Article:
It was only two weeks ago that we were blessed with being able to see the Super Blood Flower Moon (which honestly sounds like some kind of power-up in a Super Mario Bros game), and we're already being blessed with another eclipse next week -- but this one is on the other end of the astronomical spectrum.

According to USA Today, next Thursday, June 10, the very rare "ring of fire" annular solar eclipse will be viewable in North America.

What is an annular solar eclipse?

Britannica.com defines an annular solar eclipse as occurring when "the Moon obscures all but an outer ring of the Sun." And since the sun is seen to us as a glowing ball of yellowish-orange, that remaining out of ring looks a bit like fire, hence the "ring of fire" term being used hand-in-hand with annular eclipses.

While there was a total solar eclipse (defined by Britannica.com as when "the Moon completely covers the Sun) this past December seen only in parts of South America, southwest Africa, and Antarctica, the last annular/"ring of fire" solar eclipse happened back in December 2019. It was really only visible to countries in Asia, though.

Now, while it's awesome that this is happening, it's looking like USA Today is reporting that the odds of seeing the full-on "ring of fire" solar eclipse are slim-to-none, and we may just be left with a partial solar eclipse instead. Still awesome, but it's no ring of fire. Regardless of whether we somehow end up seeing the "ring of fire" version or the partial version, eclipse glasses are always needed to prevent the threat of blindness from looking at it directly.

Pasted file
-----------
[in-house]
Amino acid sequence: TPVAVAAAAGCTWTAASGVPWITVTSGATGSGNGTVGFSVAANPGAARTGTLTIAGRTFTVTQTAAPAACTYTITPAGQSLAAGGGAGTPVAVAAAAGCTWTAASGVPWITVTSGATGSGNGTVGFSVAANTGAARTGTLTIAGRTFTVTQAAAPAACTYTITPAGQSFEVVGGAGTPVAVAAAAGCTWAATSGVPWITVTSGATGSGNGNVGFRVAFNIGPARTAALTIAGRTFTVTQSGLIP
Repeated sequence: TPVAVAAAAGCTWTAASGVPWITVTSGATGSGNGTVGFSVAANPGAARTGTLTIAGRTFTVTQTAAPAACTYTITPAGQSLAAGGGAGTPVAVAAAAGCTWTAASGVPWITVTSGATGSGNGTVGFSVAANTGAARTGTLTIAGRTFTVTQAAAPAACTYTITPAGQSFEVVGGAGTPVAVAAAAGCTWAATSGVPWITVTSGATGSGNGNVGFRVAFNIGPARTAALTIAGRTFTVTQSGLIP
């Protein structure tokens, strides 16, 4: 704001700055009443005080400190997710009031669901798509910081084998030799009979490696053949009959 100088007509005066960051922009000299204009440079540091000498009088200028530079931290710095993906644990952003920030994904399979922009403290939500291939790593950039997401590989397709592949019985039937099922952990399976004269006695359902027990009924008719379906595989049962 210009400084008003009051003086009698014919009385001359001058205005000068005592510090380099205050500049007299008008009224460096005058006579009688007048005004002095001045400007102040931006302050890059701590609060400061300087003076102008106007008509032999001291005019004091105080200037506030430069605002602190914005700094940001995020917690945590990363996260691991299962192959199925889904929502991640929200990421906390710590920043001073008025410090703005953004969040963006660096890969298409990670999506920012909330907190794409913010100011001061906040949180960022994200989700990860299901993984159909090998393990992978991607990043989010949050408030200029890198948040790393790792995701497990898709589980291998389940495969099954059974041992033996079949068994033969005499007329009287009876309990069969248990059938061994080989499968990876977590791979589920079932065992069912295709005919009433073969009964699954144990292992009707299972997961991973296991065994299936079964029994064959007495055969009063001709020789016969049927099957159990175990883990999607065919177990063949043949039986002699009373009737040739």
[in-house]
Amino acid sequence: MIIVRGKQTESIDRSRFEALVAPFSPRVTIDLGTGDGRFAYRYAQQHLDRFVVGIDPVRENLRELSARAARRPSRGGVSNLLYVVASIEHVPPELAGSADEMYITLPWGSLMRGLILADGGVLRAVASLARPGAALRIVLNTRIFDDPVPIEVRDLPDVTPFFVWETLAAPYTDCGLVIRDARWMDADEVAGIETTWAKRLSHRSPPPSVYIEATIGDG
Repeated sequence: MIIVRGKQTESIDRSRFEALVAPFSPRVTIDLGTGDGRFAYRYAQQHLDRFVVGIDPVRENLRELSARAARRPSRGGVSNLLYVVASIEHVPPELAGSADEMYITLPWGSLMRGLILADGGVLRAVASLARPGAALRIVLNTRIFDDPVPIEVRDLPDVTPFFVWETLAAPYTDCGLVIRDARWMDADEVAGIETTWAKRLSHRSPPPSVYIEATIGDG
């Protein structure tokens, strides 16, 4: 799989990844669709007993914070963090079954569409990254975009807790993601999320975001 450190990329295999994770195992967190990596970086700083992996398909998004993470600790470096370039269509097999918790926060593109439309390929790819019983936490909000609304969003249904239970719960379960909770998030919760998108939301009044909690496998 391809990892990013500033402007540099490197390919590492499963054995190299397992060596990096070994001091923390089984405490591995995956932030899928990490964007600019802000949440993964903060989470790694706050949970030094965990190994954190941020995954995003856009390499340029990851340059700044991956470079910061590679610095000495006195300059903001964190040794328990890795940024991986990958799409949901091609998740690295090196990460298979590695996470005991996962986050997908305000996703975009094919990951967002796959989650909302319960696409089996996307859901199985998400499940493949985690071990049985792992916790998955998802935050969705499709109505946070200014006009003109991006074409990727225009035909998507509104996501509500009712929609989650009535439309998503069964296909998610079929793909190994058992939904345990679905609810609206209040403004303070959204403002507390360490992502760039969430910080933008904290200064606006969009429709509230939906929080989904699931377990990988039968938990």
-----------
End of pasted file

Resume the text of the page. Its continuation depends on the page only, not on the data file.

The eclipse should last about one hour and 40 minutes and be visible just after sunrise, with the best places to view it being in wide-open areas with no tall buildings or trees that could obstruct the view (so, think beaches).

Will you rise and shine early to try and see the partial solar eclipse next Thursday, and try to will the sight of the "ring of fire" solar eclipse to life from our view? Or could you not careless?

LOOK: What are the odds that these 50 totally random events will happen to you?

Stacker took the guesswork out of 50 random events to determine just how likely they are to actually happen. They sourced their information from government statistics, scientific articles, and other primary documents. Keep reading to find out why expectant parents shouldn't count on due dates -- and why you should be more worried about dying on your birthday than living to 100 years old.

These Maine Sunrises and Sunsets Are Gorgeous